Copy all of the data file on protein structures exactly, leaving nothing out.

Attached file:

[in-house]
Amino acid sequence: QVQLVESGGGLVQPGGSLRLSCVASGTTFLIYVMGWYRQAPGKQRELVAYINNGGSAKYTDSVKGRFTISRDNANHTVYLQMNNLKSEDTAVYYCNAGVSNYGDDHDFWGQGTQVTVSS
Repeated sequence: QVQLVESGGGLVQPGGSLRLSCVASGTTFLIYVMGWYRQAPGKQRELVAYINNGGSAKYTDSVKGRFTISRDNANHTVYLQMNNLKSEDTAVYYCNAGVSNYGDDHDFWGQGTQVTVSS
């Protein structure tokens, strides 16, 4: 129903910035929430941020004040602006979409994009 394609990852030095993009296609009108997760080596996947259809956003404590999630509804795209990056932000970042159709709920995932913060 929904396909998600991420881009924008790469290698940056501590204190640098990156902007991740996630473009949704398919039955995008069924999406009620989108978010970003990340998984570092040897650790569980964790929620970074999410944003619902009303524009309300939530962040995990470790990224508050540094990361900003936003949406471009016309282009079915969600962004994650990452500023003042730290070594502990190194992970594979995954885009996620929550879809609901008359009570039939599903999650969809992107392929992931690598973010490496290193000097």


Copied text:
[in-house]
Amino acid sequence: QVQLVESGGGLVQPGGSLRLSCVASGTTFLIYVMGWYRQAPGKQRELVAYINNGGSAKYTDSVKGRFTISRDNANHTVYLQMNNLKSEDTAVYYCNAGVSNYGDDHDFWGQGTQVTVSS
Repeated sequence: QVQLVESGGGLVQPGGSLRLSCVASGTTFLIYVMGWYRQAPGKQRELVAYINNGGSAKYTDSVKGRFTISRDNANHTVYLQMNNLKSEDTAVYYCNAGVSNYGDDHDFWGQGTQVTVSS
């Protein structure tokens, strides 16, 4: 129903910035929430941020004040602006979409994009 394609990852030095993009296609009108997760080596996947259809956003404590999630509804795209990056932000970042159709709920995932913060 929904396909998600991420881009924008790469290698940056501590204190640098990156902007991740996630473009949704398919039955995008069924999406009620989108978010970003990340998984570092040897650790569980964790929620970074999410944003619902009303524009309300939530962040995990470790990224508050540094990361900003936003949406471009016309282009079915969600962004994650990452500023003042730290070594502990190194992970594979995954885009996620929550879809609901008359009570039939599903999650969809992107392929992931690598973010490496290193000097």